Carole Lanham's Reviews > Changes

Changes by Charles Colyott
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's review
Mar 18, 2012

it was amazing
bookshelves: action, cool, heros, mystery, romantical, series, suspense
Read from March 12 to 18, 2012

I’m pretty good at guessing what’s coming in a book or a movie and very often feel like it’s hard for anyone to surprise me, but Charles Colyott’s exciting new Randall Lee mystery, Changes, really kept me guessing every step of the way. I had no idea where he was going with this story and what’s more, I didn’t feel compelled to try and figure it out. I was having too much fun watching Randall Lee try and figure it out.

The Tai Chi angle is really cool and Colyott does a superb job of keeping readers up to speed on the philosophies and mechanics involved without ramming it down your throat. Rather, it’s interspersed in the most natural of ways, an admirable feat, seeing how this is an integral part of the story and a defining feature of the central character. It would have been so easy to give more info on the subject than is needed, yet that whole aspect of the story unfolds like a slowly developing friendship. Best of all, Colyott uses the Thai Chi to good in a variety of ways, not the least of which is setting. The neighborhood, the acupuncture/herbal shop Lee runs, and the whole complex nature of the culture really blend together in a wonderfully believable way. Tai Chi is more than an art in Changes. It’s a mood. It’s a discipline. It’s a weapon. It’s its own exotic little corner of the world.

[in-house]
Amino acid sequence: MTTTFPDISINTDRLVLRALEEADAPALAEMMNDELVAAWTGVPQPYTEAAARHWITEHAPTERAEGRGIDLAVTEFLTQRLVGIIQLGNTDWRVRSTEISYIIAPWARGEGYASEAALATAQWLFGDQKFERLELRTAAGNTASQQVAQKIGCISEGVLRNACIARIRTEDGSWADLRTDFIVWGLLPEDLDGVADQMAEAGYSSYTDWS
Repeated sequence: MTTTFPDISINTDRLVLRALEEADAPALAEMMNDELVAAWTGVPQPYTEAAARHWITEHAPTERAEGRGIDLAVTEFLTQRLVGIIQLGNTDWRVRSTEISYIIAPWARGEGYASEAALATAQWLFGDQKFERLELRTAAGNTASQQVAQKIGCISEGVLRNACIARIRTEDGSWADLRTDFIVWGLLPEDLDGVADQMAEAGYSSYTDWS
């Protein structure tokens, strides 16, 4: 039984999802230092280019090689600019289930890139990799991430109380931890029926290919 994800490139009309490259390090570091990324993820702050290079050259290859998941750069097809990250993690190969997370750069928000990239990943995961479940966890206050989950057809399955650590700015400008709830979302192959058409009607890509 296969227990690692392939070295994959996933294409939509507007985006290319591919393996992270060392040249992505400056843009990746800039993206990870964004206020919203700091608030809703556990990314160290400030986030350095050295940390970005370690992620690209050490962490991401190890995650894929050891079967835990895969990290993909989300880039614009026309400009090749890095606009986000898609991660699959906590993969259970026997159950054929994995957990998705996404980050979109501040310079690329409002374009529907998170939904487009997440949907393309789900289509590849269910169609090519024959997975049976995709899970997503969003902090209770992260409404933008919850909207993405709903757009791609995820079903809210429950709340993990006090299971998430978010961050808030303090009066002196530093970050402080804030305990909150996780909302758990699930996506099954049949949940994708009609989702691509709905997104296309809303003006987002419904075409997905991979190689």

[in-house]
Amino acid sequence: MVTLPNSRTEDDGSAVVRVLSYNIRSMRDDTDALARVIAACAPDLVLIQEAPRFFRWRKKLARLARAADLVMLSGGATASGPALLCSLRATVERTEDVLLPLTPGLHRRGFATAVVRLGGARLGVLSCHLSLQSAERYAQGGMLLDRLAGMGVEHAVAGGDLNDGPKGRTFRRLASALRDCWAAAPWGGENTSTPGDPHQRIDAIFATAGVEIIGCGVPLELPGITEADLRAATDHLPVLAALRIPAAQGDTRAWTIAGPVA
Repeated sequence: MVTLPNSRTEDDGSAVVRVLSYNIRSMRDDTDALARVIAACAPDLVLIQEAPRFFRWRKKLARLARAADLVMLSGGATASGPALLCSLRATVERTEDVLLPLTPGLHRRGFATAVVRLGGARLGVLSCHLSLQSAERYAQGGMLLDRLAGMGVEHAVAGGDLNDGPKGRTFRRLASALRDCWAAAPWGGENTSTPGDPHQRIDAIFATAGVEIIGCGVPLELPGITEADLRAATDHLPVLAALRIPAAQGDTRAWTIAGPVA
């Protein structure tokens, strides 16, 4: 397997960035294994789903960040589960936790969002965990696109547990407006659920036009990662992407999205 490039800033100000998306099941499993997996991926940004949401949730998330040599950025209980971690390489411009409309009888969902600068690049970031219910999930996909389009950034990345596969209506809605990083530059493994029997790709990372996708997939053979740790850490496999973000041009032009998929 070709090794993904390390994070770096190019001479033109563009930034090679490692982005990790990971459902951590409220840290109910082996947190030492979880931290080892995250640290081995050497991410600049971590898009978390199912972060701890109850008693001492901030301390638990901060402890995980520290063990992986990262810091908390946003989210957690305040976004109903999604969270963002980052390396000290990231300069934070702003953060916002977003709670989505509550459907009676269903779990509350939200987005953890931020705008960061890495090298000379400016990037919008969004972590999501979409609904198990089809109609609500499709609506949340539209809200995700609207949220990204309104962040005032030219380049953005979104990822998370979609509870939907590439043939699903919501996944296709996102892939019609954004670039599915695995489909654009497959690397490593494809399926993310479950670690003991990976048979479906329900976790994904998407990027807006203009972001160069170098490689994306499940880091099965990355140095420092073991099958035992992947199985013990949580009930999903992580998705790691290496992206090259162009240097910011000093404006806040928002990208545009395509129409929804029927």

And Colyott’s ability to apply a light touch does not end with Tai Chi. Despite the fact that Randall Lee is in possession of such a rare and lethal skill, the man is not without his vulnerabilities. He has his weaknesses like anyone else, and a self-deprecating sense of humor keeps him from coming off as too tough or too full of himself. He gets beat up. A lot. He isn’t always the smoothest guy around. Haunted by a tragic past, his motivations for helping the police and getting into trouble stem from a need for healing. You can’t help but pull for him. Some writers would be tempted to turn Lee into a caricature but fortunately for us, that never happens here.

Being from St. Louis, I particularly enjoyed the map of delicious locations that show up in the book. The city makes for a fascinating setting. Again, there’s no sense of over-arching (if you’ll excuse the pun) when it comes to slipping in some fun facts about the different neighborhoods that wind their way through this story. The various hot spots that pop up, pop up with good reason and add great local color.

In case you can’t tell, I enjoyed the heck out of this book and really look forward to reading more Randall Lee mysteries. This, in its self, is saying a lot because I don’t generally like series about crime fighters. This one, however, was fun, exciting, mysterious, and touching. In it’s surprisingly nuanced and kick-butt way, it turned me into a dedicated Randall Lee fan.
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30.0% "So far, very cool."

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